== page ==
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Tennis

Indian tennis needs more ITF events: Ankita Raina

Ankita Raina is happy events like the WTA 250 Chennai Open are now being hosted in India, but says that there are too few higher-level ITF events here.

Indian tennis needs more ITF events: Ankita Raina
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Ankita Raina is currently ranked 297 in the world. (WTA)

By

Vijay Krishnamurthy

Updated: 2022-11-02T20:01:44+05:30

Ankita Raina, India's most frequent number one women's singles tennis player over the last decade, said it was an inspirational moment to play her first WTA 250 event in her home country at the Chennai Open.

But she would like more tournaments of levels ITF 25 and above to be held here so that Indian players can build up on their rankings without the hassle of travelling abroad and become more competitive at WTA 250 levels.

"Playing a WTA 250 tournament at home inspires players to play at the highest level. Any big sports event in India has that impact," she told The Bridge.

The WTA 250 Chennai Open this year was the biggest women's tennis event to be hosted in India since the restructuring of WTA in 2009. The 2008 Bangalore Open had been the last big women's event here - which had been won by a 26-year-old Serena Williams, who defeated Patty Schnyder in the final.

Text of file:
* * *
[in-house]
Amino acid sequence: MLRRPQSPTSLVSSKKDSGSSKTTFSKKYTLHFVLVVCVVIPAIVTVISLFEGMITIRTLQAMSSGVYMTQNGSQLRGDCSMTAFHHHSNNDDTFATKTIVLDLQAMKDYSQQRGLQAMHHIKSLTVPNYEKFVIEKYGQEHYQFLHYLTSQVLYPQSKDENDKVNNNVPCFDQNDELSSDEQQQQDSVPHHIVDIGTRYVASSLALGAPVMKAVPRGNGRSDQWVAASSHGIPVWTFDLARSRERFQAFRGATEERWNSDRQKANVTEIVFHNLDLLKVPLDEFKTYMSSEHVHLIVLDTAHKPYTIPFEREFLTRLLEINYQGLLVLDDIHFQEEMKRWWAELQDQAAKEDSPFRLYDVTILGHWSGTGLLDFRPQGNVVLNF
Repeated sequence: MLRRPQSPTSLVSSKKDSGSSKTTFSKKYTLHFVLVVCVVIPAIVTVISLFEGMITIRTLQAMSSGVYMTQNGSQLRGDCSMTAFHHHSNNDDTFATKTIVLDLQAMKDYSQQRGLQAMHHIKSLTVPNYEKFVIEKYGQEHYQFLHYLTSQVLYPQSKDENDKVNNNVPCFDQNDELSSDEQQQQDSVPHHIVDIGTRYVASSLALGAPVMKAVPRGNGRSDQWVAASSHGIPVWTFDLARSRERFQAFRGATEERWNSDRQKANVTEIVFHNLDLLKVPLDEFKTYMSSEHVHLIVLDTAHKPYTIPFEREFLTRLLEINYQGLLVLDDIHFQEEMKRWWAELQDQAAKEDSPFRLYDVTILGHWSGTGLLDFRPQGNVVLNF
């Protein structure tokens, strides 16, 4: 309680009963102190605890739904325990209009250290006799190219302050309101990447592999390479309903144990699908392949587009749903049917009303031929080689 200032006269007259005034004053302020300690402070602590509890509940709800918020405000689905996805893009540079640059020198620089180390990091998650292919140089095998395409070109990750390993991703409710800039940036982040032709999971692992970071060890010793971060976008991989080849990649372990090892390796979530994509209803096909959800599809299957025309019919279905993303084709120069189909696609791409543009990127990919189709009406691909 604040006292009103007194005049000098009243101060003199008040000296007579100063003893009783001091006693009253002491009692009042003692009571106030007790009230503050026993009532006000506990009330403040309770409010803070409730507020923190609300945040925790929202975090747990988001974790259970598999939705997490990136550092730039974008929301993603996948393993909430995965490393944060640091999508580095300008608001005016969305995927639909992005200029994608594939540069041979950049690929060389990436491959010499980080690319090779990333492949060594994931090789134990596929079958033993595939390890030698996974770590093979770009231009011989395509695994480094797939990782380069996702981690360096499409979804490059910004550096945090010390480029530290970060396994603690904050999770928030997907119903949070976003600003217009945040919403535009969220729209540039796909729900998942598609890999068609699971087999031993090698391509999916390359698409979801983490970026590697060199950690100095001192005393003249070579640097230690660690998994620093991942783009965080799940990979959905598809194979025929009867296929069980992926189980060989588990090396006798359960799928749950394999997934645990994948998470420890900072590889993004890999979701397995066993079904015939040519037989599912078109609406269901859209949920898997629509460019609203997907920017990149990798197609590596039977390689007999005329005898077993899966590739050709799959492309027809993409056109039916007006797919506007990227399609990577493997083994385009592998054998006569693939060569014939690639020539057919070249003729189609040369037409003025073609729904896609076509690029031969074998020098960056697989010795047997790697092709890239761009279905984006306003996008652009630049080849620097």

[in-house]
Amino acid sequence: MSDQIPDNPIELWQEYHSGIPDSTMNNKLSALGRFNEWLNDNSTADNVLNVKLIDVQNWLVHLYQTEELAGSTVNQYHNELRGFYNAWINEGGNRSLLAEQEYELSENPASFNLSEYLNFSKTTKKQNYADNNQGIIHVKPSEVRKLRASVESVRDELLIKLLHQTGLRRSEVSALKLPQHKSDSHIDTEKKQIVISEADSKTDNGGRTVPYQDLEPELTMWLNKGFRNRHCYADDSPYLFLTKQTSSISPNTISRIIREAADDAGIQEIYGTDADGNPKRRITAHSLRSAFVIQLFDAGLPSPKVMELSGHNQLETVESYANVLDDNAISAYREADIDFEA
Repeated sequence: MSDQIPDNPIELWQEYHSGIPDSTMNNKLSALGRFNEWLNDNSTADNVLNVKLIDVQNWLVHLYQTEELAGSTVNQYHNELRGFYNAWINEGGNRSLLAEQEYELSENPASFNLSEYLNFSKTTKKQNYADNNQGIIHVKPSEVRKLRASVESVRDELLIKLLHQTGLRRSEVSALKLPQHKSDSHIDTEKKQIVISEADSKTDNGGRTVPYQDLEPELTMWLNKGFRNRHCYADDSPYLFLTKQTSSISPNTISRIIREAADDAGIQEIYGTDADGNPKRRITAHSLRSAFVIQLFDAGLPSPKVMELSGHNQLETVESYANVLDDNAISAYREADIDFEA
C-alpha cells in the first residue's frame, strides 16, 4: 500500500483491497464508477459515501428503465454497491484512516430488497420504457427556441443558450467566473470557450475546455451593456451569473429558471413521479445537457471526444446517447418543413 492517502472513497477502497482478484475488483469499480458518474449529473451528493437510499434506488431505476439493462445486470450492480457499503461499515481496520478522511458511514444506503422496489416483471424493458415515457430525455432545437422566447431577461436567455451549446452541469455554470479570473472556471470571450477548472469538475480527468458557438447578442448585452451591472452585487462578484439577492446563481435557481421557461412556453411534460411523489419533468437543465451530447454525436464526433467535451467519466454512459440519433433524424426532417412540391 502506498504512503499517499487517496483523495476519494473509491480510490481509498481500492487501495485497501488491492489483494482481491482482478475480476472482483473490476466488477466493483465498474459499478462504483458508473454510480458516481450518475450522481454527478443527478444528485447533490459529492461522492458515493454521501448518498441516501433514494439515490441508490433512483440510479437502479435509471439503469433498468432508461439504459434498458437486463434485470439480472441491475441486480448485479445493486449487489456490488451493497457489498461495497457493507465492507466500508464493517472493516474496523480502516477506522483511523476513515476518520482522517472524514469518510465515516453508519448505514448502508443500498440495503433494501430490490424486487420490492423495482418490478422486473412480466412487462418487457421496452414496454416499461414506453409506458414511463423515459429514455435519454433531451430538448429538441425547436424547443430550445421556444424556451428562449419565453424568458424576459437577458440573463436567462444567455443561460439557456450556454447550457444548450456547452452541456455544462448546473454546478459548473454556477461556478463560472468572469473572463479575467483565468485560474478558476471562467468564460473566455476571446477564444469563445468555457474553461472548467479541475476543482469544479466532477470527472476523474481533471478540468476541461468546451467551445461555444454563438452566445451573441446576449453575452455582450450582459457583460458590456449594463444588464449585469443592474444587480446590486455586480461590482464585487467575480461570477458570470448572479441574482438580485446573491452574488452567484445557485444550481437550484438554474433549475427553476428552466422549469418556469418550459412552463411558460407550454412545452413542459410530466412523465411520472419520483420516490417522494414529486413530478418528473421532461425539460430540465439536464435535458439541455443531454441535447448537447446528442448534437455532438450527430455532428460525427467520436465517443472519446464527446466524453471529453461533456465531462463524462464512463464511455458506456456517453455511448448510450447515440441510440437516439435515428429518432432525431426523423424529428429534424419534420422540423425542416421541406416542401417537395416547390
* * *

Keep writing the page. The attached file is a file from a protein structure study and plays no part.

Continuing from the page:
This year, the two Indians at the Chennai Open - Ankita Raina and Karman Thandi - were knocked out in the first and second rounds respectively. Raina was unlucky to have been pitted against Germany's Tatjana Maria, the 2022 Wimbledon semifinalist, in the first round itself.

Raina, currently ranked 297 in the world, said India should focus on hosting more ITF events so that an Indian can be a future prospect of winning a title of such stature.

"But we need more ITF 25, ITF 60 level tournaments to be held here. There should be around 16 such events in the annual calendar. That will help our players to build up their rankings to get around the top 300, after which they can have a chance to play the WTAs. It will not only cut the cost of travelling for the players but travel fatigue, playing with home conditions makes a difference," she said.

There are five ITF events in India this year. Only one of them was of ITK 25 level or higher - in Navi Mumbai in January 2022. Last year, there were two ITF 25K events, both in Pune.

Raina said the difference in competition is not very different in the higher ITF levels than at the WTA 250 level. If Indians get regular exposure to the ITF tournaments, they can become a potent force in the higher level, she said.

"The level of competition is similar between WTA 250 and ITFs above 25. It's going to be helpful to have WTA events consistently but to be able to play those events we require the other ITF events regularly. That will give us the confidence required to perform at the WTA 250 level," she said.

(The author is a Sports Research Scholar (Ph.D.) at the University of Mysore)

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